Plus, the younger a child is when they receive the vaccine, the stronger immune response they mount to it, offering better protection, explains Sangini S. Sheth, MD, MPH, an obstetrician-gynecologist and assistant professor of obstetrics, gynecology, and reproductive sciences at Yale School of Medicine.
When the HPV vaccine first came out in 2006, it was largely marketed to parents of girls because of the high association between HPV and cervical cancer. It wasn’t until 2011 that the CDC recommended it be included in the routine immunization program for boys.
This is key, because later in life, oropharyngeal cancer, which affects the tonsils, soft palate, parts of the throat, and the back of the tongue, poses a particular threat to men.
“Initially, the focus had been on getting young girls immunized because of cervical cancer, and certainly, that is still a huge reason to get this vaccine, but there are other types of cancer that will affect both men and women,” Dr. Flaherty-Hewitt says. “Plus, by vaccinating young men, too, that also helps decrease cervical cancer rates because they then can’t spread those HPV strains.”
The best way to connect with parents—and children—when discussing the HPV vaccine, Dr. Flaherty-Hewitt says, is to focus on protection from cancer.
“With every vaccine I give, if a child asks me why I am doing it, I say it’s to keep them healthy,” she says. “Likewise, when a kindergartner is looking at me with tears in her eyes because she doesn’t want to get an immunization, I tell her it’s about protecting her health. I keep it simple. I don’t explain that the tetanus shot, for example, is to prevent lockjaw.”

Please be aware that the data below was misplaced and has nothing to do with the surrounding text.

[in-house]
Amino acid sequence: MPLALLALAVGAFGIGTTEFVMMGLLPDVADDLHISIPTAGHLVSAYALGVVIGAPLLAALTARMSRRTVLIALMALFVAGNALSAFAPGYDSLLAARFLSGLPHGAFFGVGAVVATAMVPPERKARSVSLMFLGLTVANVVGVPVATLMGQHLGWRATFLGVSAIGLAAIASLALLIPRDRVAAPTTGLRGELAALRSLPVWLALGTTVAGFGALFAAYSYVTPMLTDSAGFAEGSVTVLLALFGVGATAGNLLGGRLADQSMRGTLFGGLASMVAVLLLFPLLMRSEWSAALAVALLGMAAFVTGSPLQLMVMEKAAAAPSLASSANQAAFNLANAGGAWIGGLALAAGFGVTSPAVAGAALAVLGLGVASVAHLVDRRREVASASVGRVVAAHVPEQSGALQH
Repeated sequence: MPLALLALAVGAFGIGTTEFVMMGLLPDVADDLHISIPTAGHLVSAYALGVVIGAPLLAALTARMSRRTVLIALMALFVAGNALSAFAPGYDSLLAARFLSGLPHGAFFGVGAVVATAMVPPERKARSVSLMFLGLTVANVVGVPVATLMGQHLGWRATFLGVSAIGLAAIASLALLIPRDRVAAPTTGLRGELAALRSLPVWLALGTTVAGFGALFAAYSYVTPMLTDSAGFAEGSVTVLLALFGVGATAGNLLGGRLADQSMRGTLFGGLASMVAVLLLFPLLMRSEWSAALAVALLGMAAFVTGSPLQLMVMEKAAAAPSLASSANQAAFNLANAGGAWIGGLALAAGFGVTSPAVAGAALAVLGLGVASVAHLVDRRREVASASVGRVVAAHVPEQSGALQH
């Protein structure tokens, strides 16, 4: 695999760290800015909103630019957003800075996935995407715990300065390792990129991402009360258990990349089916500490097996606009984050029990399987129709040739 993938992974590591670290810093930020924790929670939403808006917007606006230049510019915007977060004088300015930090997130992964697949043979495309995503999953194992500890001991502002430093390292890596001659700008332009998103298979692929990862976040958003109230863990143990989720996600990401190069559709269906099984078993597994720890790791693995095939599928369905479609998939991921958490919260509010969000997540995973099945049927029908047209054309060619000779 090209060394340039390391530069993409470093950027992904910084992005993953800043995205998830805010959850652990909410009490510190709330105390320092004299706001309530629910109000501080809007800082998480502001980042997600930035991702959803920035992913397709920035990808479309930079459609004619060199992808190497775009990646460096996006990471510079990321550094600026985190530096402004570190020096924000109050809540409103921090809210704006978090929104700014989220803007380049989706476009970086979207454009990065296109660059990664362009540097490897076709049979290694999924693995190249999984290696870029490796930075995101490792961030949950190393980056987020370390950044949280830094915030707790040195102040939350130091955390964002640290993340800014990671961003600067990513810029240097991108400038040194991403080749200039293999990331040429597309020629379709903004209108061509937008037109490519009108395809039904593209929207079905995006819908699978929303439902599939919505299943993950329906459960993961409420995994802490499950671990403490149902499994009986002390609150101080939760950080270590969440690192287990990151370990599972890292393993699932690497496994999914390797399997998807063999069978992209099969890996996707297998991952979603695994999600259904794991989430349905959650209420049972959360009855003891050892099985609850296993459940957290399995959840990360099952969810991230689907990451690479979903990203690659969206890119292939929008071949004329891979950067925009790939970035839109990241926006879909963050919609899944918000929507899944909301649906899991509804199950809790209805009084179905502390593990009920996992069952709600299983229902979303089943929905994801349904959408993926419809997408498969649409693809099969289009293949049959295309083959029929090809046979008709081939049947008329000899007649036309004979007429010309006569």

If parents wish to talk more with their children about the particulars of HPV, she encourages them to do so or helps to facilitate a conversation. “Depending on their child’s developmental stage, they can choose to get into what this particular virus is caused by,” Dr. Flaherty-Hewitt says. “Often, kids know more than we think, so parents may want to talk to them more directly about it.”
The HPV vaccine has been deemed both safe and effective by the CDC and FDA. The biggest side effect is discomfort at the site of the injection, says Dr. Vash-Margita, who is also an assistant professor of obstetrics, gynecology, and reproductive sciences at Yale School of Medicine.
“Kids will say they are sore, or a few might get dizzy or light-headed, which is why we watch kids for five to 10 minutes after they receive the vaccine to make sure they are OK,” she says.
In addition to pain, other common side effects are temporary and include fever, nausea, and swelling and redness at the site of the injection.
The number of adolescents receiving the HPV vaccine is slowly climbing. The CDC reports that the number of 13- to 17-year-olds who have completed the vaccine series grew an average of 5 percentage points from 2016 to 2017.
In 2017, nearly 66 percent of adolescents ages 13 to 17 received the first dose of the vaccine series, and nearly 49 percent of adolescents in the same age group had completed the series.
“The goal for adolescents is a vaccination rate of 80 percent,” Dr. Sheth says. “This target is reachable. There are other countries that have been able to reach those rates and are already seeing dramatic benefits either in their rates of warts or their rates of dysplasia (precancerous changes) in their populations.”
An important factor, Dr. Sheth says, is for every clinician to recommend the vaccine. “A clinician’s recommendation means a lot to families and children and adults,” she says.
Dr. Vash-Margita agrees. “The vaccine is very safe and has been on the market for 12 years,” she says. “I tell my patients and their families, ‘This is the only vaccine the medical establishment has against any kind of cancer. Please do it.’”